Do you know what your thyroid does? Do you know where it is in your body? For many people, the location and purpose of this important little gland, which acts like the throttle for almost all of your body systems, is a mystery. Thyroid disorder can wreak havoc on most of your major internal systems - upsetting your digestive system, interfering with your cardiovascular system, and throwing off your metabolism. Thyroid hormones can affect the function of everything from your heart and lungs to your emotional well-being.
What is Thyroid?
Your thyroid is an endocrine gland, and the hormones that it produces, thyroxine and triiodothyronine, often referred to collectively as thyroid hormone, help control the pace of all of your physiological body functions. When the thyroid produces too little hormone (Hypothyroidism), things in your body can slow down too much. When it produces too much (Hyperthyroidism) thyroid hormone, some of your body systems go into overdrive.
Either situation - too much or too little thyroid hormone- hurts your health. Here's how to tell if your thyroid could be on the blink:
In hypothyroidism, you may feel exhausted when you wake up, even after 8-10 hours of sleep. In hyperthyroidism, you may have night-time sleeplessness. This may make you feel exhausted during the day.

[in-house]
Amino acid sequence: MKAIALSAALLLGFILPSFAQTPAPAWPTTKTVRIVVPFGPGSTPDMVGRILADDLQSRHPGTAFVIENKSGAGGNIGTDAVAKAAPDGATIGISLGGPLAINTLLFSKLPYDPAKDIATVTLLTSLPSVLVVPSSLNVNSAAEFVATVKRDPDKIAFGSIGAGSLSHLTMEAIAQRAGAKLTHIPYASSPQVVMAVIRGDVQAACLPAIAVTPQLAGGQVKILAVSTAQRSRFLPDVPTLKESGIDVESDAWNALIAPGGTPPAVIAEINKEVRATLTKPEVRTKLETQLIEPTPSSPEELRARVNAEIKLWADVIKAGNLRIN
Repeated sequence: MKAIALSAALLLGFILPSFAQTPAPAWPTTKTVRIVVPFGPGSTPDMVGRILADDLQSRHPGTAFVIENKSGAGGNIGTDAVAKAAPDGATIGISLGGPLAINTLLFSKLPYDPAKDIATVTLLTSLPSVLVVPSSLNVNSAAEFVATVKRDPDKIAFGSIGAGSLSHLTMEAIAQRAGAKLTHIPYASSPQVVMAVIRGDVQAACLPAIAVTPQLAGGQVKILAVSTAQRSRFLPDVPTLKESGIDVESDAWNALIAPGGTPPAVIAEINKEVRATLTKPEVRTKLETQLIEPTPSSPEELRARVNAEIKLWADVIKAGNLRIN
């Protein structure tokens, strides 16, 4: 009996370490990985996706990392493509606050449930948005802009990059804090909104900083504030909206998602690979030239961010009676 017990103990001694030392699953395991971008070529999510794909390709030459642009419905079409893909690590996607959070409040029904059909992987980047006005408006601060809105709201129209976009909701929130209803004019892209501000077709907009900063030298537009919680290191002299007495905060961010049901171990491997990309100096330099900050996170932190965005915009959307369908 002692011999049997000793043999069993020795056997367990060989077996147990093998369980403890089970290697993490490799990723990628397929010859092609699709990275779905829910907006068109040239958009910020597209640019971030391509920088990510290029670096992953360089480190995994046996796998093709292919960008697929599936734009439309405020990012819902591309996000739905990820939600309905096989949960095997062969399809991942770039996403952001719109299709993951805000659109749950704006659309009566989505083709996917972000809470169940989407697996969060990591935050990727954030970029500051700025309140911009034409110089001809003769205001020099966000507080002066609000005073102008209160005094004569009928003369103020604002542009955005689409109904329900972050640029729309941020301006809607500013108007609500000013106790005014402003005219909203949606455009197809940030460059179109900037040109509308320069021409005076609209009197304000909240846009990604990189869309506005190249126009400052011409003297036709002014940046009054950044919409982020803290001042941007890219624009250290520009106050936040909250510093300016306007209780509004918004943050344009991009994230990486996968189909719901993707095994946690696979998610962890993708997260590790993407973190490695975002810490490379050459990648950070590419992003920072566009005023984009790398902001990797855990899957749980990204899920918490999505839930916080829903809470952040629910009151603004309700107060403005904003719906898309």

2. Weight changes.
Difficulty losing weight can be a sign of hypothyroidism, even when you eat the same amount of food as usual. Unexplained weight changes can be a sign of both hypothyroidism and hyperthyroidism.
3. Depression and anxiety.
Hypothyroidism is most typically associated with depression, while hyperthyroidism is frequently associated with anxiety, or panic attacks. Depression may also be a sign of an undiagnosed thyroid disorder.
High cholesterol can be a sign of undiagnosed hypothyroidism. Extremely low cholesterol levels could be a sign of hyperthyroidism.
5. Family history.
If you have a family history of thyroid problems, you are at a higher risk of having a thyroid problem.
6. Menstrual or fertility problems.
More frequent, heavy or painful periods are frequently associated with hypothyroidism. Short, light or infrequent menstruation may be associated with hyperthyroidism. Infertility may sometimes be a sign of undiagnosed thyroid condition.
7. Bowel problems.
8. Hair and skin changes.
Brittle, coarse skin and dry hair, which breaks off and falls easily, may be a sign of hypothyroidism. There may be severe hair loss with fragile, thin skin in hyperthyroidism.
A swelling in the neck, discomfort with neckties, a hoarse voice, or a visibly puffy thyroid gland can be a sign of thyroid.
10. Muscle, joint pains and carpal tunnel syndrome.
Aches and pains in your muscles and joints, weakness in the arms and a tendency to develop carpal tunnel syndrome in the wrist (numbness or tingling sensation), or nerve pain in the legs and pain in the feet may be likely symptoms of an undiagnosed thyroid disorder.
Consult an expert doctor now
Request a call back